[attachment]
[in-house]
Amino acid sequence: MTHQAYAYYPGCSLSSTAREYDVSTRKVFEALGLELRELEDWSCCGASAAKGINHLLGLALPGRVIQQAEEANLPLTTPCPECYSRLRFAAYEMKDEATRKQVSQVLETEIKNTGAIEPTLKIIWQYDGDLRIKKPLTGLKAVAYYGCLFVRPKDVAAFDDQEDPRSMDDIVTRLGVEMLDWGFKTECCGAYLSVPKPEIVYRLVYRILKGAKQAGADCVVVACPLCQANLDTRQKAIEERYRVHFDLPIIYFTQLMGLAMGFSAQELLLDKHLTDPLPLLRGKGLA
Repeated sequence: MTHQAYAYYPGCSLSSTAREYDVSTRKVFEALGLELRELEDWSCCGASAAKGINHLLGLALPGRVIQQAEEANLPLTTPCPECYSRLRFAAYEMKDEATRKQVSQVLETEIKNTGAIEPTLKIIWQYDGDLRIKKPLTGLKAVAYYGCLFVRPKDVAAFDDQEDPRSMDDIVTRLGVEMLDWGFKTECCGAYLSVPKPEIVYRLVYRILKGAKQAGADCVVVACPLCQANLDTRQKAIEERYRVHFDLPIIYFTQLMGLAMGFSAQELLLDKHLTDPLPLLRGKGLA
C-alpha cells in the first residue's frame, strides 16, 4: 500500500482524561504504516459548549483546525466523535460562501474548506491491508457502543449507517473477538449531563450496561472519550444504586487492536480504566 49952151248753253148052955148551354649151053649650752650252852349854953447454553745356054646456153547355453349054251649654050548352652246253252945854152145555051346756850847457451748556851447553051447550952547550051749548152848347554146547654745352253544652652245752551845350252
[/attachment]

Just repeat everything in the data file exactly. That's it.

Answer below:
[in-house]
Amino acid sequence: MTHQAYAYYPGCSLSSTAREYDVSTRKVFEALGLELRELEDWSCCGASAAKGINHLLGLALPGRVIQQAEEANLPLTTPCPECYSRLRFAAYEMKDEATRKQVSQVLETEIKNTGAIEPTLKIIWQYDGDLRIKKPLTGLKAVAYYGCLFVRPKDVAAFDDQEDPRSMDDIVTRLGVEMLDWGFKTECCGAYLSVPKPEIVYRLVYRILKGAKQAGADCVVVACPLCQANLDTRQKAIEERYRVHFDLPIIYFTQLMGLAMGFSAQELLLDKHLTDPLPLLRGKGLA
Repeated sequence: MTHQAYAYYPGCSLSSTAREYDVSTRKVFEALGLELRELEDWSCCGASAAKGINHLLGLALPGRVIQQAEEANLPLTTPCPECYSRLRFAAYEMKDEATRKQVSQVLETEIKNTGAIEPTLKIIWQYDGDLRIKKPLTGLKAVAYYGCLFVRPKDVAAFDDQEDPRSMDDIVTRLGVEMLDWGFKTECCGAYLSVPKPEIVYRLVYRILKGAKQAGADCVVVACPLCQANLDTRQKAIEERYRVHFDLPIIYFTQLMGLAMGFSAQELLLDKHLTDPLPLLRGKGLA
C-alpha cells in the first residue's frame, strides 16, 4: 500500500482524561504504516459548549483546525466523535460562501474548506491491508457502543449507517473477538449531563450496561472519550444504586487492536480504566 49952151248753253148052955148551354649151053649650752650252852349854953447454553745356054646456153547355453349054251649654050548352652246253252945854152145555051346756850847457451748556851447553051447550952547550051749548152848347554146547654745352253544652652245752551845350252